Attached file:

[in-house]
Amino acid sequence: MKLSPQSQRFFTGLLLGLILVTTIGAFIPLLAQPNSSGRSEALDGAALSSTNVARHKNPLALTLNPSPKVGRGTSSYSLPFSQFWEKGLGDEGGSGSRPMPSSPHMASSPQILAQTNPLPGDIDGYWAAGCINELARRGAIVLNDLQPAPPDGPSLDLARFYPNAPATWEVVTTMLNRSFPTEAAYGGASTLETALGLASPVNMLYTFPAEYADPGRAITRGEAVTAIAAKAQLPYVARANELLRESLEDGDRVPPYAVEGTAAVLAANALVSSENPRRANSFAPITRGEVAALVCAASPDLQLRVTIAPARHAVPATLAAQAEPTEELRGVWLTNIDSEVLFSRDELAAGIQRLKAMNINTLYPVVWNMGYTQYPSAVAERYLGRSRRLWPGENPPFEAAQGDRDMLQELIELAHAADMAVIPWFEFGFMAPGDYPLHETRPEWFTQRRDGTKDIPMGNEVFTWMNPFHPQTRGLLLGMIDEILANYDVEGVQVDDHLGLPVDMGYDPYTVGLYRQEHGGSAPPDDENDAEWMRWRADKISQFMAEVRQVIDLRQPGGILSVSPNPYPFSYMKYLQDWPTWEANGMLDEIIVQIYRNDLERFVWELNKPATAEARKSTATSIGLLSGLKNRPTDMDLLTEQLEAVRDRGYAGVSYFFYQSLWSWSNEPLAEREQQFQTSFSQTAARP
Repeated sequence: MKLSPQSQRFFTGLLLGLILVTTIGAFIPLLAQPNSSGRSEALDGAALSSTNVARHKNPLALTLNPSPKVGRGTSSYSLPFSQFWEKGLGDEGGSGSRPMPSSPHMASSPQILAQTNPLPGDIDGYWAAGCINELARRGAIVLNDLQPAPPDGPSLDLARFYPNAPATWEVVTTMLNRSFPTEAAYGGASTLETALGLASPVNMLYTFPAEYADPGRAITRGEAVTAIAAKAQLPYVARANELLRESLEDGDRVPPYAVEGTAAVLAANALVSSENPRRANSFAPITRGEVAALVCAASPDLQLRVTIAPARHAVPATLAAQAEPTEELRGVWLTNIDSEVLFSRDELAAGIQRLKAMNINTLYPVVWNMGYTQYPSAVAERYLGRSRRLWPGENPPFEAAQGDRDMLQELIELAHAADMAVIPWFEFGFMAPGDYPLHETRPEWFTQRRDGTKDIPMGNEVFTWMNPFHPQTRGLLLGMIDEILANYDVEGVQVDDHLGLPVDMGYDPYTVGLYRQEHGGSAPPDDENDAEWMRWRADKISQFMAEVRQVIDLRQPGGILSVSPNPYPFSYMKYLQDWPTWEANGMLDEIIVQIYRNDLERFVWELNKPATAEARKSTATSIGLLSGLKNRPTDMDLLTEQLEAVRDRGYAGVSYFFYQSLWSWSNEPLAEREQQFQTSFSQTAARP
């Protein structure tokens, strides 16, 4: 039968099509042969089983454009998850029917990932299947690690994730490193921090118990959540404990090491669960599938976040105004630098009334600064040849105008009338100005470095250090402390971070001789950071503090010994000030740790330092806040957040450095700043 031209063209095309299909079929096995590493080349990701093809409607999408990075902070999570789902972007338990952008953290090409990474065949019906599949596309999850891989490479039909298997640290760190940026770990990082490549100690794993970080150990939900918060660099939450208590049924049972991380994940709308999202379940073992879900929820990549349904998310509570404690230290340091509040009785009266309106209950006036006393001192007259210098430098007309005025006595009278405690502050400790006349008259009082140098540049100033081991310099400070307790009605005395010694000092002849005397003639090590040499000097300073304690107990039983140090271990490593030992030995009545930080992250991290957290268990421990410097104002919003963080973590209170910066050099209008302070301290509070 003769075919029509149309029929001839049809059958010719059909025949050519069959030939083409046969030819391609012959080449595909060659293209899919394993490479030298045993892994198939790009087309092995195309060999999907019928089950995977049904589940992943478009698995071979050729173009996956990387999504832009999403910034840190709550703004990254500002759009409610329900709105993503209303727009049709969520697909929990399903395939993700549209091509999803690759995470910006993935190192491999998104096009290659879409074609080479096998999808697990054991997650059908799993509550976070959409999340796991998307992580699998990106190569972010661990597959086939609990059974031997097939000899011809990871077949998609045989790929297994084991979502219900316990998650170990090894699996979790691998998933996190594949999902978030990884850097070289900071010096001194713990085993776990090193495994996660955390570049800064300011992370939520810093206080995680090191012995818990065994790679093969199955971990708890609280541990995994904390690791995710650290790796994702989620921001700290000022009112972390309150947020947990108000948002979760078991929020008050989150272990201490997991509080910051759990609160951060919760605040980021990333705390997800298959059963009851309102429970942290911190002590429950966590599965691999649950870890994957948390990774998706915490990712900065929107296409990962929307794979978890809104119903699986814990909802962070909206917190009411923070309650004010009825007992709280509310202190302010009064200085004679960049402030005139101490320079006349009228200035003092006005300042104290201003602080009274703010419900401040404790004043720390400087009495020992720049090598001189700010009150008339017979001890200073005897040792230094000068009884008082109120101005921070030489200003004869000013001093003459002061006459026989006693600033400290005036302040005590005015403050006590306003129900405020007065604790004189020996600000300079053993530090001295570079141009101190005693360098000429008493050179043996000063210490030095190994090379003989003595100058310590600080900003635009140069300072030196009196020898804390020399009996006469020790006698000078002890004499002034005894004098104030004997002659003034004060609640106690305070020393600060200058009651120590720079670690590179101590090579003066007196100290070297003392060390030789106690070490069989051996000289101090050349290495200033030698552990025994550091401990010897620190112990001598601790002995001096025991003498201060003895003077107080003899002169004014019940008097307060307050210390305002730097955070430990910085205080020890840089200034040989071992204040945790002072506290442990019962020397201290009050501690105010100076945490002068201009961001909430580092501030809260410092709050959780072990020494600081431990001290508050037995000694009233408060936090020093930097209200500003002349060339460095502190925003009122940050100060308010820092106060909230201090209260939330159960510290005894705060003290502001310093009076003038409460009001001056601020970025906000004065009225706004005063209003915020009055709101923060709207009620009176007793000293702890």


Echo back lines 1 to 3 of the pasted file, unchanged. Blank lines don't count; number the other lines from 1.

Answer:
[in-house]
Amino acid sequence: MKLSPQSQRFFTGLLLGLILVTTIGAFIPLLAQPNSSGRSEALDGAALSSTNVARHKNPLALTLNPSPKVGRGTSSYSLPFSQFWEKGLGDEGGSGSRPMPSSPHMASSPQILAQTNPLPGDIDGYWAAGCINELARRGAIVLNDLQPAPPDGPSLDLARFYPNAPATWEVVTTMLNRSFPTEAAYGGASTLETALGLASPVNMLYTFPAEYADPGRAITRGEAVTAIAAKAQLPYVARANELLRESLEDGDRVPPYAVEGTAAVLAANALVSSENPRRANSFAPITRGEVAALVCAASPDLQLRVTIAPARHAVPATLAAQAEPTEELRGVWLTNIDSEVLFSRDELAAGIQRLKAMNINTLYPVVWNMGYTQYPSAVAERYLGRSRRLWPGENPPFEAAQGDRDMLQELIELAHAADMAVIPWFEFGFMAPGDYPLHETRPEWFTQRRDGTKDIPMGNEVFTWMNPFHPQTRGLLLGMIDEILANYDVEGVQVDDHLGLPVDMGYDPYTVGLYRQEHGGSAPPDDENDAEWMRWRADKISQFMAEVRQVIDLRQPGGILSVSPNPYPFSYMKYLQDWPTWEANGMLDEIIVQIYRNDLERFVWELNKPATAEARKSTATSIGLLSGLKNRPTDMDLLTEQLEAVRDRGYAGVSYFFYQSLWSWSNEPLAEREQQFQTSFSQTAARP
Repeated sequence: MKLSPQSQRFFTGLLLGLILVTTIGAFIPLLAQPNSSGRSEALDGAALSSTNVARHKNPLALTLNPSPKVGRGTSSYSLPFSQFWEKGLGDEGGSGSRPMPSSPHMASSPQILAQTNPLPGDIDGYWAAGCINELARRGAIVLNDLQPAPPDGPSLDLARFYPNAPATWEVVTTMLNRSFPTEAAYGGASTLETALGLASPVNMLYTFPAEYADPGRAITRGEAVTAIAAKAQLPYVARANELLRESLEDGDRVPPYAVEGTAAVLAANALVSSENPRRANSFAPITRGEVAALVCAASPDLQLRVTIAPARHAVPATLAAQAEPTEELRGVWLTNIDSEVLFSRDELAAGIQRLKAMNINTLYPVVWNMGYTQYPSAVAERYLGRSRRLWPGENPPFEAAQGDRDMLQELIELAHAADMAVIPWFEFGFMAPGDYPLHETRPEWFTQRRDGTKDIPMGNEVFTWMNPFHPQTRGLLLGMIDEILANYDVEGVQVDDHLGLPVDMGYDPYTVGLYRQEHGGSAPPDDENDAEWMRWRADKISQFMAEVRQVIDLRQPGGILSVSPNPYPFSYMKYLQDWPTWEANGMLDEIIVQIYRNDLERFVWELNKPATAEARKSTATSIGLLSGLKNRPTDMDLLTEQLEAVRDRGYAGVSYFFYQSLWSWSNEPLAEREQQFQTSFSQTAARP